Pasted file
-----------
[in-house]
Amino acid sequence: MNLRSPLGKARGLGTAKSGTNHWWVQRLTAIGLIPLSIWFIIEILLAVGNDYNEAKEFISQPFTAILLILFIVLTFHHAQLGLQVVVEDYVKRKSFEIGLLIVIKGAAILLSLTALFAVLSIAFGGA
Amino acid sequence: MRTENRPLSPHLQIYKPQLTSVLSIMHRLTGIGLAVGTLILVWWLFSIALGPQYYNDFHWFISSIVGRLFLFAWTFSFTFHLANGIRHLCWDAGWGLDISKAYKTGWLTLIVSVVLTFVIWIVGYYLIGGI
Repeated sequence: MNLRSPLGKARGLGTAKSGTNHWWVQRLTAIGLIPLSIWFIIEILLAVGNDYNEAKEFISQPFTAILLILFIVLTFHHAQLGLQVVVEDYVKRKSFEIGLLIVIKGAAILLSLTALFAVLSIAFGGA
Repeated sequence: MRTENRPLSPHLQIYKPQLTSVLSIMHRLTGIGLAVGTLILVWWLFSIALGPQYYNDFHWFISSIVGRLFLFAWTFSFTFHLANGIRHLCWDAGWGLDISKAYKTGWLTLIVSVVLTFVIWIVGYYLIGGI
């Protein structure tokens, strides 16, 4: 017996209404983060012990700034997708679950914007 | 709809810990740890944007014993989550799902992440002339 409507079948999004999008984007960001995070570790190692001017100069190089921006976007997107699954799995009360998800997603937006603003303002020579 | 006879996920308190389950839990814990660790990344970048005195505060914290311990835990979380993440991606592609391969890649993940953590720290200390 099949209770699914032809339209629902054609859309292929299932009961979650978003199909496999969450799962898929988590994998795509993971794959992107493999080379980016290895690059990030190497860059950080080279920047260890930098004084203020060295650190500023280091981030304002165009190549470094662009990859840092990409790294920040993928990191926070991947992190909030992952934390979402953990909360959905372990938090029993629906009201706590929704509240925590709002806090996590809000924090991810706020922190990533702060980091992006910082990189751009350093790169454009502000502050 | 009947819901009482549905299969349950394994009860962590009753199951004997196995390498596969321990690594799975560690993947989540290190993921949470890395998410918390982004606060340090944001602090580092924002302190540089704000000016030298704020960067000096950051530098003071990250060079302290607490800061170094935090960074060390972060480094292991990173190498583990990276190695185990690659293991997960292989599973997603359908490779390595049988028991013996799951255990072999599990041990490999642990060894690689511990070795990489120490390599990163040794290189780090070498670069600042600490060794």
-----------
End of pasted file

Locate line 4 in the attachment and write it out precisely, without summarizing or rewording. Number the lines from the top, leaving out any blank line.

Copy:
Repeated sequence: MNLRSPLGKARGLGTAKSGTNHWWVQRLTAIGLIPLSIWFIIEILLAVGNDYNEAKEFISQPFTAILLILFIVLTFHHAQLGLQVVVEDYVKRKSFEIGLLIVIKGAAILLSLTALFAVLSIAFGGA